Susan Rice was the youngest-ever assistant secretary of state
Barack Obama has chosen one of his closest advisers to work as the US ambassador to the United Nations.
Susan Rice will hold cabinet rank, in a sign of Mr Obama's plan to work more closely with UN member states than the administration of George W Bush has.
Ms Rice worked in the Clinton administration but backed Mr Obama for the Democratic nomination because of his opposition to the Iraq war.
She is also an advocate of tough action to end the killing in Darfur.
She visited Rwanda after the 1994 genocide, while working on the National Security Council.
"I swore to myself that if I ever faced such a crisis again, I would come down on the side of dramatic action, going down in flames if that was required," she said in an interview with the Atlantic Monthly in 2001.
Testifying before the Senate Foreign Relations Committee in April 2007, she supported the idea of military action to force the Sudanese government to halt the massacres.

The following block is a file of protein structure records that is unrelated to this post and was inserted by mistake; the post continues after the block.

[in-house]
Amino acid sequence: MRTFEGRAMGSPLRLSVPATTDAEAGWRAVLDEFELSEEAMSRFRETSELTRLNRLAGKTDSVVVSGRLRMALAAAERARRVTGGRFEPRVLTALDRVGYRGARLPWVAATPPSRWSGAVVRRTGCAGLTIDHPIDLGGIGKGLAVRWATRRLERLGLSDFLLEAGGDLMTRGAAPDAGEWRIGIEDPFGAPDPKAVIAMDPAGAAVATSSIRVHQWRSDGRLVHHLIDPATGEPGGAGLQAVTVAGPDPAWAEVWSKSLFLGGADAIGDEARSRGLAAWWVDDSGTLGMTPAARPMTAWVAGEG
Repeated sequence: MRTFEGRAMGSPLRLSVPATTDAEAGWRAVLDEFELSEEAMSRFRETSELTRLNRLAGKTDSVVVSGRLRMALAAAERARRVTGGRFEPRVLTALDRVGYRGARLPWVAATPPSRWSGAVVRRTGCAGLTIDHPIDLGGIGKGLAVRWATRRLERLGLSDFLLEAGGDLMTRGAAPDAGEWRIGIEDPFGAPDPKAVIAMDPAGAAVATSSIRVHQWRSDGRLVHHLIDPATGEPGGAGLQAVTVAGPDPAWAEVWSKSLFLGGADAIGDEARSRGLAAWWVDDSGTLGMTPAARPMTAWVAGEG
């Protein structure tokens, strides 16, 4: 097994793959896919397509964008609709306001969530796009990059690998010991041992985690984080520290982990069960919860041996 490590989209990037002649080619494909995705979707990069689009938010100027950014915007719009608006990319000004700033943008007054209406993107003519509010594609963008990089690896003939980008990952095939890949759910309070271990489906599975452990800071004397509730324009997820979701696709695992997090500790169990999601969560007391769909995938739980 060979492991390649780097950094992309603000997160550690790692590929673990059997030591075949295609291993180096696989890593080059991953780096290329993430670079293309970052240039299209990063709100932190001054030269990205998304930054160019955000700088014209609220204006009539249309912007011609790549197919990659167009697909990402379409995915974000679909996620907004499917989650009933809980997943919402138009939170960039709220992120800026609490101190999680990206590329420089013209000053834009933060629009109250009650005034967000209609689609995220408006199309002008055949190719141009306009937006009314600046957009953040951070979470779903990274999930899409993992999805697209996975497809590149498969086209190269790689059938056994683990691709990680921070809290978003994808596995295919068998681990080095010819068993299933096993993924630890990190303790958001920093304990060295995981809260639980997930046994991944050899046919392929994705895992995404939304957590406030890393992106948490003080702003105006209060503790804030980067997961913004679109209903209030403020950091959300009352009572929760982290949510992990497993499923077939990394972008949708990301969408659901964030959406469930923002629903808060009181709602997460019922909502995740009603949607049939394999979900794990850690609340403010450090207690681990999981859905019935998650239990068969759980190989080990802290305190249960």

Ms Rice, a protege of former Secretary of State Madeleine Albright, was the youngest assistant secretary of state in history when appointed by Bill Clinton in 1997, as assistant secretary of state for African affairs.
The New York Times reports that the Clinton camp, during Hillary Clinton's campaign for the Democratic nomination, regarded Ms Rice's support for Mr Obama as a defection.
However, she and Mrs Clinton, as the future US secretary of state, will have to work closely together in the Obama administration.
Ms Rice told the New York Sun in January that she was drawn to support Mr Obama because of his position on Iraq, saying that he had made "the same unpopular choice I had made" despite huge pressure in Washington to support the war.
Growing up, Ms Rice dreamed of becoming a senator for the District of Columbia. She graduated in history from Stanford University, then went to Oxford as a Rhodes scholar, where she completed a D Phil in international relations.
During her stint in the Clinton White House, she was described as "brilliant" but also "authoritarian" and "brash". According to the New York Times, she acknowledges "a certain impatience at times".
Despite having a doctorate, and being an African American, she is no relation of the current Secretary of State, Condoleezza Rice.
Born in 1964, she is married to an ABC producer, Ian Cameron, and has two children.